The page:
I also have a:
- Memories spread | this is where I write a little bit about my day, track some general things like happiness and sleep, and record in blue pen any physical activity I did that day.
- Meal Plan and Food Tracker | I use this to plan what I’ll be making for breakfast and lunch, and also to keep track of what I eat.
Other Monthlies I’ve Tried and Didn’t Like (but you might)
- Habit tracker next to my monthly | Habit trackers in general don’t really appeal to me because they’re unrealistic. I don’t spend a lot of time with my Bullet Journal every day, and I don’t want to have to record every little habit I accomplished, no matter how nice it ends up looking
- Events in a list instead of graphic calendar| Very convenient, and seemed to be enough room for writing down a quick glimpse of my school events and tests (anything I don’t keep in my Google Calendar – which is mainly only things that I actually have to go places for and be reminded for)
- Events categorized by time of the day | Didn’t find this too useful because I don’t generally have that many events each day anyways
Dailies are sections where you keep your tasks and to-do lists each day. I’ve had several different formats for them over the years. But the main thing you can play around with with dailies is the headers. I’ve made a post with some awesome fonts and styles you can try!
Some people like to think of dailies more like “logs”, where they don’t only keep tasks but also record things they did that day or want to remember. It’s totally up to you! For me, it’s more practical and minimalist to just record essential tasks in my dailies and have a monthly memories where I can fill in my memories when I get the chance.
As you can see, I sometimes even add little schedules to my dailies!
Collections are essentially lists in your Bullet Journal, and they’re often just kept wherever you have an empty page.
However, I find that this is the one drawback of the Bullet Journal system – it makes it really hard to find collections because they’re randomly in the notebook. I have three possible solutions to this:
- get a notebook that has removable sheets that you can reorder (like a FiloFax) (too complicated)
- use an Index in your Bullet Journal for your collections (too much time!)
- keep a separate notebook for collections (just right!)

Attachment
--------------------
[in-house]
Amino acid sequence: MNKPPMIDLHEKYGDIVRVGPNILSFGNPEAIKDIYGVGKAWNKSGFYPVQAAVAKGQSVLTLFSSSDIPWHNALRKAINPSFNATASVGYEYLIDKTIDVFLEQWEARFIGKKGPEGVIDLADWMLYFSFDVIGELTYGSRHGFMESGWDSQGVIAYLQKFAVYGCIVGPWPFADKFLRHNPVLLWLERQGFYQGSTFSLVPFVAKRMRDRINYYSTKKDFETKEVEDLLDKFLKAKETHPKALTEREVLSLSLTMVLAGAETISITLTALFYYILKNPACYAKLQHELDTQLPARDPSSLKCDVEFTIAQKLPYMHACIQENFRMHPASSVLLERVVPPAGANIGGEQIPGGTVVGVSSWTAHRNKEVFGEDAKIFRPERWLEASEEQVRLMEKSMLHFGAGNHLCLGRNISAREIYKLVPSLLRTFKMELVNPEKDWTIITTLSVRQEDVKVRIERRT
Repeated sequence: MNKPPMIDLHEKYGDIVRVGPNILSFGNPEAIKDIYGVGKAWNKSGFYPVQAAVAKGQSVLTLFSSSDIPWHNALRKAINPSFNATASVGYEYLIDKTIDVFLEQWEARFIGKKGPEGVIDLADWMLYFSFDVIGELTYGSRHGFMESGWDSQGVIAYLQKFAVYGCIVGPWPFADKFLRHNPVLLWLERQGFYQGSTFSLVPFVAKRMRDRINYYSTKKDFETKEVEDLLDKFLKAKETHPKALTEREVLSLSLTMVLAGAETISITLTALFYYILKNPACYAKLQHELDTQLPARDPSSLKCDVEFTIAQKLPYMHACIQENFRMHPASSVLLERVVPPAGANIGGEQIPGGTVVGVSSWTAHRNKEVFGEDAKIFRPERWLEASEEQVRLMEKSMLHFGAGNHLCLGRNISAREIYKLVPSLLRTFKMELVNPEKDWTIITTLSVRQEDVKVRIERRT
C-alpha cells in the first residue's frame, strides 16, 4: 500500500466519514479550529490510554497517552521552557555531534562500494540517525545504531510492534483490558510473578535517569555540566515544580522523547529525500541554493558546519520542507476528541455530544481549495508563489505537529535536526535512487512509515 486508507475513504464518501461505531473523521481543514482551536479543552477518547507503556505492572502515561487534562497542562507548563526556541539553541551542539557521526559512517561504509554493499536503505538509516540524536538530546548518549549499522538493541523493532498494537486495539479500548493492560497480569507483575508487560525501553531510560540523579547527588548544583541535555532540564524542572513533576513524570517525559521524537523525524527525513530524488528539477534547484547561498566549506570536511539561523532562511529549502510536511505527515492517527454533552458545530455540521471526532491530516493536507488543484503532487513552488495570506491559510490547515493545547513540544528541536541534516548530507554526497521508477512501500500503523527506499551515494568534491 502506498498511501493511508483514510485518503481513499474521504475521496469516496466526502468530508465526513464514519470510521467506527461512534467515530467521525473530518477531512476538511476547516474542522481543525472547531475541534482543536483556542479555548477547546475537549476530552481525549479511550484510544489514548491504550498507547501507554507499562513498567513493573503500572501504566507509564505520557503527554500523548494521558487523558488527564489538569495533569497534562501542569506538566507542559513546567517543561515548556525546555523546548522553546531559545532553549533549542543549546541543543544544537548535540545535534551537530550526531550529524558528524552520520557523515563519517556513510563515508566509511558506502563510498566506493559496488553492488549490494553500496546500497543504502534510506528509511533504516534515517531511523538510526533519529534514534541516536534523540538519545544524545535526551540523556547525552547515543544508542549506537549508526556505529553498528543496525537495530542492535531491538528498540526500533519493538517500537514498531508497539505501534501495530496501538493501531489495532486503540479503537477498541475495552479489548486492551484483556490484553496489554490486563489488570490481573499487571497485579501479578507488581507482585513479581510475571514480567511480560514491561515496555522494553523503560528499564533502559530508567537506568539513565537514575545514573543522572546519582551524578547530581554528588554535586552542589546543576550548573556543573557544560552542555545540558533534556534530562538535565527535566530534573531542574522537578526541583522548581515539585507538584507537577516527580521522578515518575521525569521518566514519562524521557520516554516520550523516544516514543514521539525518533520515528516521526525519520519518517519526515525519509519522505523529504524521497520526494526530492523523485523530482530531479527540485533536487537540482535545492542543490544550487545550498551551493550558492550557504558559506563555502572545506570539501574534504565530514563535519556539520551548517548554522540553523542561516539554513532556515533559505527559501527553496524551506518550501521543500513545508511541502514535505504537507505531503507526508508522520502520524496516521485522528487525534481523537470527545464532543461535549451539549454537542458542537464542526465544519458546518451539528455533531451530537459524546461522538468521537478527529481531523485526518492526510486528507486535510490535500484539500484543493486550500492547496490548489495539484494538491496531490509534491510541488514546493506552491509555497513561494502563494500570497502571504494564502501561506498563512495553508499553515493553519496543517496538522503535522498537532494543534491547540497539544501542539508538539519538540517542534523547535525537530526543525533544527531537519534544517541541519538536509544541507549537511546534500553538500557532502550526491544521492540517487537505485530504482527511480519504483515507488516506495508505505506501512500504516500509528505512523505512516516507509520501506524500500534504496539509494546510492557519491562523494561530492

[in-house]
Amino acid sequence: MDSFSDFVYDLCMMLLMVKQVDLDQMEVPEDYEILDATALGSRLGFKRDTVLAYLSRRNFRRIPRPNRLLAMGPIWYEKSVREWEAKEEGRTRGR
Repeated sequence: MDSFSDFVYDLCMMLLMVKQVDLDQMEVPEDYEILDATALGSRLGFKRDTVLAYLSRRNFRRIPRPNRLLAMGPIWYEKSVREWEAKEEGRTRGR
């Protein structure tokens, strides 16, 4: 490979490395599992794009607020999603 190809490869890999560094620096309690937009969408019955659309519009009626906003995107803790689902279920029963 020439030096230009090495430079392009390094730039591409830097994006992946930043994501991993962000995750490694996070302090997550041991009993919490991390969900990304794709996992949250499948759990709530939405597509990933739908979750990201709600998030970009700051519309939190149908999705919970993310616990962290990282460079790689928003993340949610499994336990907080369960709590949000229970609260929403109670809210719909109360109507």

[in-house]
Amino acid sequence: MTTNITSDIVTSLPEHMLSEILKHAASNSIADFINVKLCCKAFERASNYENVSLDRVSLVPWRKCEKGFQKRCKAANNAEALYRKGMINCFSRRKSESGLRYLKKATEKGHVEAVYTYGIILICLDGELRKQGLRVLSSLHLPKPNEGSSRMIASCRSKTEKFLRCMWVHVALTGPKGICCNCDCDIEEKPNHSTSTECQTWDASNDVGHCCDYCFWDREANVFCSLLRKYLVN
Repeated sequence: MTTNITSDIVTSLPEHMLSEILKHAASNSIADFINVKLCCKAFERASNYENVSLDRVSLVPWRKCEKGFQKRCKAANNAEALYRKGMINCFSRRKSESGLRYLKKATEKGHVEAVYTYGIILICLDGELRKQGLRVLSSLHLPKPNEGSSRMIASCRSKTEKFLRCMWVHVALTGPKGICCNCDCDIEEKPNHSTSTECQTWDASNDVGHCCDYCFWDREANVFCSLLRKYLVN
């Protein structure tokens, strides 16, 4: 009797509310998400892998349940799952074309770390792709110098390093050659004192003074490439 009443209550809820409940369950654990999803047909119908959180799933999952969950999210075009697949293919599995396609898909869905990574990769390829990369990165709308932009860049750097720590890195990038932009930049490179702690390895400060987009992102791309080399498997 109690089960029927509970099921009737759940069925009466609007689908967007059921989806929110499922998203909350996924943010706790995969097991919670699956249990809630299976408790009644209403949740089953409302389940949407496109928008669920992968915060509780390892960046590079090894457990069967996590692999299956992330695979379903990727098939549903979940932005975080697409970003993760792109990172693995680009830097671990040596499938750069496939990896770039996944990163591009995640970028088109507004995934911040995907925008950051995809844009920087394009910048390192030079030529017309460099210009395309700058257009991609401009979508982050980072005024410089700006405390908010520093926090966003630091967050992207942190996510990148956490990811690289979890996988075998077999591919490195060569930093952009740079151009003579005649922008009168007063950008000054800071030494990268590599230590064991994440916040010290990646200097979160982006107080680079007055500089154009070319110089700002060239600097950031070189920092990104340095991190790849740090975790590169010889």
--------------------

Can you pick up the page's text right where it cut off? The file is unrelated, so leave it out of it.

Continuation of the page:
One of my favourite collections ever is my meal ideas collection, and I’ve made a post about it if you want to take a look at it more closely!
Once I finish with my process of making my collections book (which I’m filming, by the way! Yay!), I’ll be making a separate post about it. But for now, if you’re looking for some great ideas for collections, check out this COLLECTION I made in my Bullet Journal to help me with making MY collections book. Wow, that was a mouthful. 😀
Set up with me: Setting up my Friend’s Bullet Journal
The first thing I do when I start a new Bullet Journal is to break it in! So take a few moments and do this before starting to write in it. It’ll make sure your notebook lasts as long as possible!
Next, whenever I start a new year, I like to create some kind of a wreath design as the cover for my journal.
Then, I have another spread as a cover page for the year. In my personal journal (I left my friend’s blank so she can write what she wants), I’ve written down my goals along the top and bottom, as well as the word of the year, which is “Intent”.
This year, I’ve also decided to create a year-in-review right next to my 2017 cover that I can look back on at the end of the year to see what I’ve accomplished. I set it up in the way that made most logical sense to me – I’ll write the month in the left column, and the day number and accomplishment in the right.
Next, I started to set up the monthly spread. This month, I’m trying a grid layout for the first time (instead of the ones you saw above).
The area I left on the left of the calendar is the perfect size for a quote and sticky notes, so in my Bullet Journal I write one for the month.
After that you can start with your dailies! Personally, I hate having the same style of dailies all the time because it bores me. So play around with them and have fun!
AND that’s about it!
FAQ and Common Concerns
I don’t know how the Bullet Journal system works.
I’m not going to pretend like I know everything, because I don’t! You should definitely check out some other awesome Bullet Journallers system. Let me point you in the right direction with three of the better ones I’ve seen:
I don’t have time to keep a Bullet Journal or I’m not artistic at all.
A Bullet Journal is as big of a time commitment as you want it to be! It can take just five minutes each day, or you can spend an hour each day. There’s minimalist approaches and decorative approaches to Bullet Journalling, you just have to find what’s right for you!
Start small, try new things, and see what works is the best way to move forwards.
A Bullet Journal is on paper. It’s not practical to keep it with you everywhere.
I totally get that! In fact, the only thing that I can genuinely say I bring with me EVERYWHERE is – you guessed it – my phone. So, if there’s ever something I want to remember I’ll just note it on my phone, email myself, or create a calendar event, depending on its urgency. You can totally add it in later!
And… that’s a wrap! Hope you found this post helpful for setting up your own Bullet Journal!
To see more about my Bullet Journaling methods, go check out the category: “Bullet Journal“. Till next time!
* This post contains some affiliate links from Amazon. I pinky promise that I only post links for things I personally use and love! Being an affiliate link just means that if you purchase something after clicking on one of these links, I may receive a small commission (at no cost to you!)